Elektrischer Warmwasserbereiter

Heating water in your house requires a lot of electricity. In fact, roughly 12 percent of an average home’s energy consumption is spent heating water. How much energy your own water heater consumes depends not only on how much hot water you use but also on the type of water heater you install. As such, when it’s time to install a new water heater in your home, it’s important to compare multiple options before making a final purchasing decision.

An industry leader in water heater innovation, GOMON electric tank water heaters are built with commercial-grade components for increased durability and reliability. All of our electric tank residential products have been thoroughly tested in our labs to help ensure long-lasting performance—giving you and your family peace of mind.

Pros of electric water heaters

There are many reasons that households should consider installing electric water heaters instead of gas water heaters; here are some of the biggest advantages that electric water heaters have against the competition:

Lower initial costs

Of all water heater options available on the market today, an electric water heater is likely to be your most affordable option when it comes to upfront price.

Importantly, the cost will largely depend on the size and type of water heater, regardless of the fuel used to power it. For instance, traditional tank water heaters are less expensive, while tankless, on-demand water systems tend to be more expensive upfront. Generally speaking, the price disparity between the types of hot water heaters is largely the result of the cost of installation.

Gas water heaters require additional piping and a new ventilation system to vent the exhaust coming from the combustion process. On the other hand, electric water heaters do not require this additional in-home infrastructure, so the installation process is both simpler and quicker. There is the possibility that your home may need an electrical upgrade prior to installing an electric water heater, which would make the installation process more expensive; however, such upgrades are uncommon when installing an electric water heater.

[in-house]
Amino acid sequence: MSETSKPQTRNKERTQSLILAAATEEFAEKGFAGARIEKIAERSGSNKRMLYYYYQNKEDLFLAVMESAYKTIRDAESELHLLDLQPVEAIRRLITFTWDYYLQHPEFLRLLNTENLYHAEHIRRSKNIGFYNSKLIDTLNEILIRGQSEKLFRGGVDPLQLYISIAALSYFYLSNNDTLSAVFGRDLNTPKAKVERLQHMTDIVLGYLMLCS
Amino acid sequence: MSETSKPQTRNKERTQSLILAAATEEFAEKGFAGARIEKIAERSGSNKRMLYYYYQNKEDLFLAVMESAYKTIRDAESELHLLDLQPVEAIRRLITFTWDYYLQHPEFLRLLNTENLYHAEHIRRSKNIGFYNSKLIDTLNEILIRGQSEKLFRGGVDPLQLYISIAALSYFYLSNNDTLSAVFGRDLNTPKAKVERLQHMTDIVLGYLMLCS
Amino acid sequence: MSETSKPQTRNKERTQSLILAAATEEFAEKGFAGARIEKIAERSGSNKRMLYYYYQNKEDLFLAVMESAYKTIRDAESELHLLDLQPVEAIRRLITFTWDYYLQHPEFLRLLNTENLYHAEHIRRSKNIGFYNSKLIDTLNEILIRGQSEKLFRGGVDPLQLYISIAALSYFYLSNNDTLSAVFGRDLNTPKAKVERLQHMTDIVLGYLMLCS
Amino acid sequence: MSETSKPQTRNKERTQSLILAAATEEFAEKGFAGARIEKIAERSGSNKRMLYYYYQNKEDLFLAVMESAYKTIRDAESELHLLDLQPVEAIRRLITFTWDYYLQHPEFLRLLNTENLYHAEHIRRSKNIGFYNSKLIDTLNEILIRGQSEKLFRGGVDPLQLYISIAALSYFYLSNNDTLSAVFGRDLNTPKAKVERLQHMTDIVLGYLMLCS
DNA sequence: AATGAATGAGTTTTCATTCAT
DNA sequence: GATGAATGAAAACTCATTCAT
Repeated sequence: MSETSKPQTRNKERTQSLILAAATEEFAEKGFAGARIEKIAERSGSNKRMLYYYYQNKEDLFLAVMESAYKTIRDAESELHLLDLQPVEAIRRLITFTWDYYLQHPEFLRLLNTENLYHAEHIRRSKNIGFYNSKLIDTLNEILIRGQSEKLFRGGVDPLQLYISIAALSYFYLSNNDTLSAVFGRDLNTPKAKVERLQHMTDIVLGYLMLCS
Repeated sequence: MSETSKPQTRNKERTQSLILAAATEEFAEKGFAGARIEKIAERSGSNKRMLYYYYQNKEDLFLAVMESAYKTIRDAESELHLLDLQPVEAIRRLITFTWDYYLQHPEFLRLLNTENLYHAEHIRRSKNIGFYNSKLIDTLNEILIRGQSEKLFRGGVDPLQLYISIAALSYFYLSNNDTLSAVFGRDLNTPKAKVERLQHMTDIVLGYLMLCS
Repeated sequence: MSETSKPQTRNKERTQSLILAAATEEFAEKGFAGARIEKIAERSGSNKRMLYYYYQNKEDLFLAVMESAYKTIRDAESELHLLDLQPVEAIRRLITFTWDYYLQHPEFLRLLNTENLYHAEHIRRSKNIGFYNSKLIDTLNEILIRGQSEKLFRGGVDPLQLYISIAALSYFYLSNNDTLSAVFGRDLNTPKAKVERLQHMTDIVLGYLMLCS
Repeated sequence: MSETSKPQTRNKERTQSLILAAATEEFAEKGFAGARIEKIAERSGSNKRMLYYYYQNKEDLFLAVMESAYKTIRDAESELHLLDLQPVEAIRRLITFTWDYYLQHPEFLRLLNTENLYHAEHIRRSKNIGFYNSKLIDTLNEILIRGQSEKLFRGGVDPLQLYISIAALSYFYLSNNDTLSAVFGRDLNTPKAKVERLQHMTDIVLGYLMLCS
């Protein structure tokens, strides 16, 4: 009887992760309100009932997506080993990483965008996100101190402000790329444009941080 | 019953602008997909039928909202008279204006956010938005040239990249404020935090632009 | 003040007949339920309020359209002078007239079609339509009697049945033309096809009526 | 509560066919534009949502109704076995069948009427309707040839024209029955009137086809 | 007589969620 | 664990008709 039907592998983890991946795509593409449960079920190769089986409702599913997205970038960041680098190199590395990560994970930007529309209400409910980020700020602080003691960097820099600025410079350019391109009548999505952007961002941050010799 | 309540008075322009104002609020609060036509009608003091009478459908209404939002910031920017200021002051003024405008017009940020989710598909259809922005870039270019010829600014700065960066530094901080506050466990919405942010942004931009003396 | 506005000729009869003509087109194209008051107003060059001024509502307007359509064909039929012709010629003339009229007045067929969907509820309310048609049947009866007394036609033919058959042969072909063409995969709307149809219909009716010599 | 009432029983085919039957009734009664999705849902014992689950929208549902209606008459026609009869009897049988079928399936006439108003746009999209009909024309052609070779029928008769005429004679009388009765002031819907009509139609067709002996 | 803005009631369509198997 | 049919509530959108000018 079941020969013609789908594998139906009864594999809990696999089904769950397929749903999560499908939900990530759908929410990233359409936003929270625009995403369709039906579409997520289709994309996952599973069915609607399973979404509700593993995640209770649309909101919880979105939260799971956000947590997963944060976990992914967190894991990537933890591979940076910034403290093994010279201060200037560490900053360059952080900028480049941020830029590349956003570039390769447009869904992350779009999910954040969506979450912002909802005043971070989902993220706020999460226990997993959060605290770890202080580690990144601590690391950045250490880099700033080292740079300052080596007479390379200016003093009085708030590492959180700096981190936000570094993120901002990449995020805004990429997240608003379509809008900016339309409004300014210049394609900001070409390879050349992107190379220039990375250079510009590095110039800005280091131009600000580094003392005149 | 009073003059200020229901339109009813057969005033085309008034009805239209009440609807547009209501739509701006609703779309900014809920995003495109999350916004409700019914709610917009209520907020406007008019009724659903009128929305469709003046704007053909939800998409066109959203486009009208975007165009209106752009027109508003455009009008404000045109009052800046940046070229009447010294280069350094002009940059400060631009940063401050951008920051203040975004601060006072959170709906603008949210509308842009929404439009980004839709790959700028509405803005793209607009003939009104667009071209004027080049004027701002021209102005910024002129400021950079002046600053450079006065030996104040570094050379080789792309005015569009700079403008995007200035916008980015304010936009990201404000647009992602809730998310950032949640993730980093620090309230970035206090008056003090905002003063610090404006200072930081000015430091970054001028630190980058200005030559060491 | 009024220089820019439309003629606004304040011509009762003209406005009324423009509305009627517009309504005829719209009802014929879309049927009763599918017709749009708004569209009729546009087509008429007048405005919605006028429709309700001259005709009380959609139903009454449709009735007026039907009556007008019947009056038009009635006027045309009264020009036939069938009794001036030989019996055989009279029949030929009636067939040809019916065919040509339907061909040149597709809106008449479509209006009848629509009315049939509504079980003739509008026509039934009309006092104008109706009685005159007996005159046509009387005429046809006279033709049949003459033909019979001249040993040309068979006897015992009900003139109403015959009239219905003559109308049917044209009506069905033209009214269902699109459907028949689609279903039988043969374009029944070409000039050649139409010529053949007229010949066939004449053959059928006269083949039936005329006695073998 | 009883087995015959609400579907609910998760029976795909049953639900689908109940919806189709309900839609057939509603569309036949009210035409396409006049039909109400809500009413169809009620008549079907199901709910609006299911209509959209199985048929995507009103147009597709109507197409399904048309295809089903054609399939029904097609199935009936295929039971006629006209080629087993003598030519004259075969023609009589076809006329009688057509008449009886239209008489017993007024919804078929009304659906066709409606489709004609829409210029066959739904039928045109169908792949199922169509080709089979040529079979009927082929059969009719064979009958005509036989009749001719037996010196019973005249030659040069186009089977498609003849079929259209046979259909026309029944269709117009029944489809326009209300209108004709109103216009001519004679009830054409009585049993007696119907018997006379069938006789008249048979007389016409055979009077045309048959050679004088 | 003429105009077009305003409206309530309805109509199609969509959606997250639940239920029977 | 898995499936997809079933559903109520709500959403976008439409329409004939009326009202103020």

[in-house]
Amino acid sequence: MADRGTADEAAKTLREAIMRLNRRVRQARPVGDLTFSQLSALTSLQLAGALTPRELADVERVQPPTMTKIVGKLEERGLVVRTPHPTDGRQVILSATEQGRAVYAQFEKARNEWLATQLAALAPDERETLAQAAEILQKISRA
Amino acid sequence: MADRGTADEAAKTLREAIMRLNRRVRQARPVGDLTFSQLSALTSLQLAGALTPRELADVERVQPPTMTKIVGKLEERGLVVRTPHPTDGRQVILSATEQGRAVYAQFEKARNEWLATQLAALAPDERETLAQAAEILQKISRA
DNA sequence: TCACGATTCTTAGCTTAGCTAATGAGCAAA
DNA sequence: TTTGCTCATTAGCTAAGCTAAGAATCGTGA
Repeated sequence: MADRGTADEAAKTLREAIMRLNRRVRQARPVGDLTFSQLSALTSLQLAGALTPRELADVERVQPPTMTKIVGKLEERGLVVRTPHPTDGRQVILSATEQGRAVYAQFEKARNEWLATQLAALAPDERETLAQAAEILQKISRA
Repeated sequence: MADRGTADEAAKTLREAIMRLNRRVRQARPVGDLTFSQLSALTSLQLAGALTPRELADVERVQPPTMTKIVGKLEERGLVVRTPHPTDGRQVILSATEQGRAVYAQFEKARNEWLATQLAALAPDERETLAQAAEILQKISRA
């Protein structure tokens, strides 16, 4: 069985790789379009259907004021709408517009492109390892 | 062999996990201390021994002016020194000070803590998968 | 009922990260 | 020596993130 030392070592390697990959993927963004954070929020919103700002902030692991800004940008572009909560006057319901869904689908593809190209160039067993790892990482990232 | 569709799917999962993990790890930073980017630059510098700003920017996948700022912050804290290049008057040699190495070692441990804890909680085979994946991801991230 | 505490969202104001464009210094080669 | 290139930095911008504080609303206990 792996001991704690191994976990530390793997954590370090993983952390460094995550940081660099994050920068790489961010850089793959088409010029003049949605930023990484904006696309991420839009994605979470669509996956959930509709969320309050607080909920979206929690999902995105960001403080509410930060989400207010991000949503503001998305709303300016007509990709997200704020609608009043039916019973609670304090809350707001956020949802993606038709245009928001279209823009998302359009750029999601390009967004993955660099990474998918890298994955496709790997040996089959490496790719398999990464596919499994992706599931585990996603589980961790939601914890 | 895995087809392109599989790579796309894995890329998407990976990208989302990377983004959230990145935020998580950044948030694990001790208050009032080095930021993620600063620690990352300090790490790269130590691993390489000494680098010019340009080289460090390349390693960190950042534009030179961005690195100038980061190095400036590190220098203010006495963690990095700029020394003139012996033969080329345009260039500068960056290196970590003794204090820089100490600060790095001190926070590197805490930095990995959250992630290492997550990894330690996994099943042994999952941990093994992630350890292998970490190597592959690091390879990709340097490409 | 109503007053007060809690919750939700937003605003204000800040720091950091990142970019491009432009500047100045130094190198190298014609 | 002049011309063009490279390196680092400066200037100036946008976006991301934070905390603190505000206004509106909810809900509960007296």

The best way to compare the efficiencies of various water heaters is to look at their respective energy factors (EF). This number evaluates how effective a water heater is at producing hot water, measuring how much fuel or electricity is required to heat your water. With the EF numbers in hand, comparing the efficiency of each type of water heater is quite simple: higher efficiency heaters will have higher EF numbers.

In the battle between gas and electric water heaters, electric water heaters win out from an efficiency perspective. Conventional gas water heaters typically have EF numbers ranging from 0.5 to 0.7, while electric water heaters can have EF numbers higher than 0.9. In general, most of the energy loss from gas water heaters occurs during the venting process, which is nonexistent in an electric water heater.


Both electric and gas water heaters are safe solutions for heating your water. That said, as with any appliance run on gasoline, water heaters are susceptible to gas leaks if they run on propane or natural gas. You can alleviate these risks by conducting proper maintenance and inspections of your gas water heater.

While electrical appliances have their own safety concerns, the chances of experiencing a gas leak are higher than witnessing any sort of electrical safety issue with a water heater.


Nearly every home is tied to the electric grid, and as such, they all have a readily available source for electricity (save for when the power grid is down). This means that just about any home can effectively use an electric water heater.

On the other hand, if you’re interested in installing a gas water heater, you’ll need to ensure that your home is connected to a natural gas line or has a propane supply source. If not, making these upgrades for the purpose of installing a gas water heater can be costly.